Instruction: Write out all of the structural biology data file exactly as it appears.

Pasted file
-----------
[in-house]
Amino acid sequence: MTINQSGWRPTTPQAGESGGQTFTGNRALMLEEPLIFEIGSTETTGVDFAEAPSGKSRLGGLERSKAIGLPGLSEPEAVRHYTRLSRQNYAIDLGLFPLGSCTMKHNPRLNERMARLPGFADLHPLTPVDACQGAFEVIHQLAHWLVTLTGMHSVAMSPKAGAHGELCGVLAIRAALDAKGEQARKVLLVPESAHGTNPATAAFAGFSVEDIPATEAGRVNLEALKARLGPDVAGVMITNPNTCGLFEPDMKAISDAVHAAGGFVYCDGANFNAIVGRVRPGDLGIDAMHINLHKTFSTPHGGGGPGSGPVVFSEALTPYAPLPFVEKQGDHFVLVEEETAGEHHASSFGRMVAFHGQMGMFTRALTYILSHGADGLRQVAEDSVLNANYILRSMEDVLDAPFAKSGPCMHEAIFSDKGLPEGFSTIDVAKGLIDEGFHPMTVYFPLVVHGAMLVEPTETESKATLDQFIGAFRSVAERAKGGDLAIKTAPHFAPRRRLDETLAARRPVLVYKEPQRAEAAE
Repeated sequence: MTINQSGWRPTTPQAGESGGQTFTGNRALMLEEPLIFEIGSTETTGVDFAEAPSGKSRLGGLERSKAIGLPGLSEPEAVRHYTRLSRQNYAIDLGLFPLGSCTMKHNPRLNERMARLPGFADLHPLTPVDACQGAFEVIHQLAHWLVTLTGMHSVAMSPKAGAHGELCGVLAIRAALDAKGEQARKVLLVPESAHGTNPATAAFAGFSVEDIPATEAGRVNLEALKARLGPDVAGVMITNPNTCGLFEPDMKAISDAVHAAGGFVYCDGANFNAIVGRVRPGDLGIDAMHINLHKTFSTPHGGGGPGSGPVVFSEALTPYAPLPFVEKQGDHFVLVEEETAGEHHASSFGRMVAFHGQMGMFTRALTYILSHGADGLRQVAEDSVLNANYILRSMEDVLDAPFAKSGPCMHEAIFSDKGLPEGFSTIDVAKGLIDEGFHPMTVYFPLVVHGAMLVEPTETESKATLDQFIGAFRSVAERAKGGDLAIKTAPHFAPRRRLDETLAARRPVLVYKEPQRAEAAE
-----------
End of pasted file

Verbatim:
[in-house]
Amino acid sequence: MTINQSGWRPTTPQAGESGGQTFTGNRALMLEEPLIFEIGSTETTGVDFAEAPSGKSRLGGLERSKAIGLPGLSEPEAVRHYTRLSRQNYAIDLGLFPLGSCTMKHNPRLNERMARLPGFADLHPLTPVDACQGAFEVIHQLAHWLVTLTGMHSVAMSPKAGAHGELCGVLAIRAALDAKGEQARKVLLVPESAHGTNPATAAFAGFSVEDIPATEAGRVNLEALKARLGPDVAGVMITNPNTCGLFEPDMKAISDAVHAAGGFVYCDGANFNAIVGRVRPGDLGIDAMHINLHKTFSTPHGGGGPGSGPVVFSEALTPYAPLPFVEKQGDHFVLVEEETAGEHHASSFGRMVAFHGQMGMFTRALTYILSHGADGLRQVAEDSVLNANYILRSMEDVLDAPFAKSGPCMHEAIFSDKGLPEGFSTIDVAKGLIDEGFHPMTVYFPLVVHGAMLVEPTETESKATLDQFIGAFRSVAERAKGGDLAIKTAPHFAPRRRLDETLAARRPVLVYKEPQRAEAAE
Repeated sequence: MTINQSGWRPTTPQAGESGGQTFTGNRALMLEEPLIFEIGSTETTGVDFAEAPSGKSRLGGLERSKAIGLPGLSEPEAVRHYTRLSRQNYAIDLGLFPLGSCTMKHNPRLNERMARLPGFADLHPLTPVDACQGAFEVIHQLAHWLVTLTGMHSVAMSPKAGAHGELCGVLAIRAALDAKGEQARKVLLVPESAHGTNPATAAFAGFSVEDIPATEAGRVNLEALKARLGPDVAGVMITNPNTCGLFEPDMKAISDAVHAAGGFVYCDGANFNAIVGRVRPGDLGIDAMHINLHKTFSTPHGGGGPGSGPVVFSEALTPYAPLPFVEKQGDHFVLVEEETAGEHHASSFGRMVAFHGQMGMFTRALTYILSHGADGLRQVAEDSVLNANYILRSMEDVLDAPFAKSGPCMHEAIFSDKGLPEGFSTIDVAKGLIDEGFHPMTVYFPLVVHGAMLVEPTETESKATLDQFIGAFRSVAERAKGGDLAIKTAPHFAPRRRLDETLAARRPVLVYKEPQRAEAAE